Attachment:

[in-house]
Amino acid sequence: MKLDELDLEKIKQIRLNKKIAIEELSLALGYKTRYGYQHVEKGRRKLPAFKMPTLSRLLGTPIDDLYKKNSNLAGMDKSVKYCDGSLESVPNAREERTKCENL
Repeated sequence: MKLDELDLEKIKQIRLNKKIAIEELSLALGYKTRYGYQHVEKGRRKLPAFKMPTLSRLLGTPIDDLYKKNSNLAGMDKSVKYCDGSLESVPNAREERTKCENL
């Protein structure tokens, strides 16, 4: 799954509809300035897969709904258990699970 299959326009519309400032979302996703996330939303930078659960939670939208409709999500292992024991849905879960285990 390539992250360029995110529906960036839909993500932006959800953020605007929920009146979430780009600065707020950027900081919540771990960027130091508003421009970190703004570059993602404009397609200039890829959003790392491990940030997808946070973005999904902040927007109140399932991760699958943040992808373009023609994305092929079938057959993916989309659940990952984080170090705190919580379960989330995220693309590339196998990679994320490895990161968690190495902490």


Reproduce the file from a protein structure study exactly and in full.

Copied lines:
[in-house]
Amino acid sequence: MKLDELDLEKIKQIRLNKKIAIEELSLALGYKTRYGYQHVEKGRRKLPAFKMPTLSRLLGTPIDDLYKKNSNLAGMDKSVKYCDGSLESVPNAREERTKCENL
Repeated sequence: MKLDELDLEKIKQIRLNKKIAIEELSLALGYKTRYGYQHVEKGRRKLPAFKMPTLSRLLGTPIDDLYKKNSNLAGMDKSVKYCDGSLESVPNAREERTKCENL
């Protein structure tokens, strides 16, 4: 799954509809300035897969709904258990699970 299959326009519309400032979302996703996330939303930078659960939670939208409709999500292992024991849905879960285990 390539992250360029995110529906960036839909993500932006959800953020605007929920009146979430780009600065707020950027900081919540771990960027130091508003421009970190703004570059993602404009397609200039890829959003790392491990940030997808946070973005999904902040927007109140399932991760699958943040992808373009023609994305092929079938057959993916989309659940990952984080170090705190919580379960989330995220693309590339196998990679994320490895990161968690190495902490």